Not all workers are found sitting in an office cube behind a computer. Some employees, such as those that work on the shop floor do not spend their day answering e-mail, working spreadsheets, or updating Word documents. These firstline workers typically do not possess a dedicated company-owned device (laptop/desktop) but still need access to company content.
Providing the appropriate level of access, and where appropriate, restricting access to data is key to finding the right balance between security/compliance and costs. Considering the costs of a Microsoft 365 E5, or even E3 license, organizations can save substantial amounts on licensing costs IF they can restrict access appropriately.
The key to deploying strategies that involve lower-level licenses while meeting compliance requirements is to carefully review what information users will have access to. By clearly defining the level of access, you can determine who is, and who is not authorized to access CUI. This, combined with effective governance strategies can lower costs and reduce the attack surface while maintaining compliance.
As organizations evaluate the proper strategy, they must consider the employees’ role, the data they should access, and, just as importantly, the data they could access. Some questions to guide the conversation include:
This blog will walk through several user-scenarios and then suggest strategies to meet this use-case going from the least amount of access to the most access.
In some cases, companies decide that users simply do not need access to company content. The nature of their job doesn’t require them to have an email account, access to Teams or SharePoint. This is simple and straightforward as no access means no licensing is needed.
We see many cases where a company establishes an e-mail account for employees, but communications are either implicitly or explicitly limited to internal communications. The goal here is to maintain a channel to communicate administrative notices, while not incurring the expense of a full license.
From a practical perspective, many companies want and need all employees to have some level of access to company content. However, by the nature of their role, they may not need access to CUI data within Microsoft 365. In this scenario, access is enabled to Microsoft 365 services such as e-mail, OneDrive, Teams, and SharePoint. However, administrative measures must be deployed to ensure these users are not exposed to CUI. Technologies used to support this include:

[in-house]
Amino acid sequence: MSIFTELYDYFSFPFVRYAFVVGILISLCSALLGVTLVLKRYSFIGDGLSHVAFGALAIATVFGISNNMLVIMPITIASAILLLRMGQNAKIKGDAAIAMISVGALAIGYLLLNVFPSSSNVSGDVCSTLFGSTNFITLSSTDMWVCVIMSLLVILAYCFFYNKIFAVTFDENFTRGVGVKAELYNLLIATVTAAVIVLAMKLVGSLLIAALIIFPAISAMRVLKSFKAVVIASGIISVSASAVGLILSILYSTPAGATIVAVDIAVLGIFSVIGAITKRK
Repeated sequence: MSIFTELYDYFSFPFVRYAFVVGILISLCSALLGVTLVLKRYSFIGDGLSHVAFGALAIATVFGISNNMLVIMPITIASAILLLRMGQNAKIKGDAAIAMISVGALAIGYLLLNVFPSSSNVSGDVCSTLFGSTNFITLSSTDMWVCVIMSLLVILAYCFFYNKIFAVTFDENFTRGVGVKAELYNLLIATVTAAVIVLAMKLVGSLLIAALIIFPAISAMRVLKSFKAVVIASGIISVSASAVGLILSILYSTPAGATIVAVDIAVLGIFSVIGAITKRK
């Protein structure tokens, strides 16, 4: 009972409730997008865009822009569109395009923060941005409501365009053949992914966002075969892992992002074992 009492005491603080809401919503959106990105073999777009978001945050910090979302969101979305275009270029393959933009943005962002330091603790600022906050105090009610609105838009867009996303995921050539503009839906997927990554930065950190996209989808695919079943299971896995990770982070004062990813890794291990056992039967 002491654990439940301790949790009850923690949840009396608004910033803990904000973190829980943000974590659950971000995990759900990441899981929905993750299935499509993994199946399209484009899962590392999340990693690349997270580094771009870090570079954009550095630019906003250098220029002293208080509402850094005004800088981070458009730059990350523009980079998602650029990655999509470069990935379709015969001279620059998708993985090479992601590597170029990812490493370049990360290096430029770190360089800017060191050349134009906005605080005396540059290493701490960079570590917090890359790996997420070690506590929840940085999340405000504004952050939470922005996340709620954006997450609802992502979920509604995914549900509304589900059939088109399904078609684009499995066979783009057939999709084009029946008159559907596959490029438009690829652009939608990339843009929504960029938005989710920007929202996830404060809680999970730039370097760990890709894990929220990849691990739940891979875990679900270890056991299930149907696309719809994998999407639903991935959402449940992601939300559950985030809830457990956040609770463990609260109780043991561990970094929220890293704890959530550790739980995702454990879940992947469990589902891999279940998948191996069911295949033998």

This is perhaps the hardest scenario to deploy because the organization is essentially setting a system boundary within the Microsoft 365 environment and must configure methods to actively prevent internal users from accessing CUI.
In this scenario, employees have access to the full suite of collaboration services (e-mail, OneDrive, Teams, SharePoint) and are authorized to access CUI data. This allows the organization to maintain the system boundaries at the perimeter of the system and significantly eases the administrative burden of regulating the flow of CUI within the environment.
As the collaborative side of Microsoft Teams gains adoption, many work roles and use-cases can evolve from e-mail into chat-based communications. Teams offers the advantage of persistent chat as well as expanded capabilities such as file access, Planner and more.
With this approach, companies must adjust policies around workplace communications and make sure they are compliant with all HR-related requirements. However, this approach brings the organization into today’s preferred communication methods for the younger generation and can enhance productivity.
Not every employee needs a full Microsoft 365 G5 license. However, the more you restrict access to data with the goal of reducing licensing costs, the more you will increase the administrative burden to enforce policies, and/or progressively limit the employees access to corporate resources.
Finding the right balance between security, compliance, and licensing starts with evaluating the data users can and need to access. Combined with the appetite and ability to enforce system boundaries within the Microsoft 365 environment, the right licensing strategy can be deployed to achieve that balance.
Our team at C3 Integrated Solutions has worked with over 100 defense industry clients to help meet this challenge and we can help you design the right licensing strategy for all of your employees. Contact us today at email@example.com to learn how we can help you build the right strategy.
 Employees may still access CUI-related content such as drawings, technical specifications, etc from file shares or other sources.
 While users may not need access to CUI regularly, they are protected in the event that they are exposed to CUI.